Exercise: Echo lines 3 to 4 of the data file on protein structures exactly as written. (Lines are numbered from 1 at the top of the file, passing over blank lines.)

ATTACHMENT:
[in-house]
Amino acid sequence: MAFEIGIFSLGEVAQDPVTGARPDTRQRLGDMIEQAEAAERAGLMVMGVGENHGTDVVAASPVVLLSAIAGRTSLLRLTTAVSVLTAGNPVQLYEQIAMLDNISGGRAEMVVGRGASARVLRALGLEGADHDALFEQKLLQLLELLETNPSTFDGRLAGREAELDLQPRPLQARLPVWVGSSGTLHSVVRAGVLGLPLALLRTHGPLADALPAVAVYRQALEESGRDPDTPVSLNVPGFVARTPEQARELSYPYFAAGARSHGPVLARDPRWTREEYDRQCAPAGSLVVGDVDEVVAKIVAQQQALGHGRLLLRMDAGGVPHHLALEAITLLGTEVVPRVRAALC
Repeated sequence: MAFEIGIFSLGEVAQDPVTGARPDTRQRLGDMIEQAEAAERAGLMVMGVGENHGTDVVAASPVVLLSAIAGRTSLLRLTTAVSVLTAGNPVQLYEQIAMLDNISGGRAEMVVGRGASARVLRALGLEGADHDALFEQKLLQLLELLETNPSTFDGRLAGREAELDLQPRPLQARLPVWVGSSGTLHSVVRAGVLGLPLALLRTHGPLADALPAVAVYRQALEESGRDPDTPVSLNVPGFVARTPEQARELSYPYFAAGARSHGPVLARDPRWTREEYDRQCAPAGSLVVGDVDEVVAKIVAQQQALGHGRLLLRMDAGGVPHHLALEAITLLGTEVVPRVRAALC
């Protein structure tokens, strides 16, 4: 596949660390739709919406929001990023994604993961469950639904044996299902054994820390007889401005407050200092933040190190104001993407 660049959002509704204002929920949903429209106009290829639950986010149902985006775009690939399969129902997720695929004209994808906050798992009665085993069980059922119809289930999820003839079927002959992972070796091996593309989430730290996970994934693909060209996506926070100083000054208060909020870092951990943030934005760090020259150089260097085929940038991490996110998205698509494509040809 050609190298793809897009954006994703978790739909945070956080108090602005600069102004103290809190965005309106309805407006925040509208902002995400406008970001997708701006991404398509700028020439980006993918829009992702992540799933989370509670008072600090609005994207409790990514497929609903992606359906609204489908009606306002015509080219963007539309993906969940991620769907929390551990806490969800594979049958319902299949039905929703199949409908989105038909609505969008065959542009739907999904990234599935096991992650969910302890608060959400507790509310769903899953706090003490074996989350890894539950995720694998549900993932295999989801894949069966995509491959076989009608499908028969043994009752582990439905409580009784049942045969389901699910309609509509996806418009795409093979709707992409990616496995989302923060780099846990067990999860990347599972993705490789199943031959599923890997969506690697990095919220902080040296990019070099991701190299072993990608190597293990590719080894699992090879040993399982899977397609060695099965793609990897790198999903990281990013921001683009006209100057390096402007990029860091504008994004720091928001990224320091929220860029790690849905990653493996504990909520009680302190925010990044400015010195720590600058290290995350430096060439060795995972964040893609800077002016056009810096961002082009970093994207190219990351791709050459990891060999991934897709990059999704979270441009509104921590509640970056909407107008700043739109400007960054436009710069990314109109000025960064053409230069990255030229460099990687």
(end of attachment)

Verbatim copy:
Repeated sequence: MAFEIGIFSLGEVAQDPVTGARPDTRQRLGDMIEQAEAAERAGLMVMGVGENHGTDVVAASPVVLLSAIAGRTSLLRLTTAVSVLTAGNPVQLYEQIAMLDNISGGRAEMVVGRGASARVLRALGLEGADHDALFEQKLLQLLELLETNPSTFDGRLAGREAELDLQPRPLQARLPVWVGSSGTLHSVVRAGVLGLPLALLRTHGPLADALPAVAVYRQALEESGRDPDTPVSLNVPGFVARTPEQARELSYPYFAAGARSHGPVLARDPRWTREEYDRQCAPAGSLVVGDVDEVVAKIVAQQQALGHGRLLLRMDAGGVPHHLALEAITLLGTEVVPRVRAALC
């Protein structure tokens, strides 16, 4: 596949660390739709919406929001990023994604993961469950639904044996299902054994820390007889401005407050200092933040190190104001993407 660049959002509704204002929920949903429209106009290829639950986010149902985006775009690939399969129902997720695929004209994808906050798992009665085993069980059922119809289930999820003839079927002959992972070796091996593309989430730290996970994934693909060209996506926070100083000054208060909020870092951990943030934005760090020259150089260097085929940038991490996110998205698509494509040809 050609190298793809897009954006994703978790739909945070956080108090602005600069102004103290809190965005309106309805407006925040509208902002995400406008970001997708701006991404398509700028020439980006993918829009992702992540799933989370509670008072600090609005994207409790990514497929609903992606359906609204489908009606306002015509080219963007539309993906969940991620769907929390551990806490969800594979049958319902299949039905929703199949409908989105038909609505969008065959542009739907999904990234599935096991992650969910302890608060959400507790509310769903899953706090003490074996989350890894539950995720694998549900993932295999989801894949069966995509491959076989009608499908028969043994009752582990439905409580009784049942045969389901699910309609509509996806418009795409093979709707992409990616496995989302923060780099846990067990999860990347599972993705490789199943031959599923890997969506690697990095919220902080040296990019070099991701190299072993990608190597293990590719080894699992090879040993399982899977397609060695099965793609990897790198999903990281990013921001683009006209100057390096402007990029860091504008994004720091928001990224320091929220860029790690849905990653493996504990909520009680302190925010990044400015010195720590600058290290995350430096060439060795995972964040893609800077002016056009810096961002082009970093994207190219990351791709050459990891060999991934897709990059999704979270441009509104921590509640970056909407107008700043739109400007960054436009710069990314109109000025960064053409230069990255030229460099990687």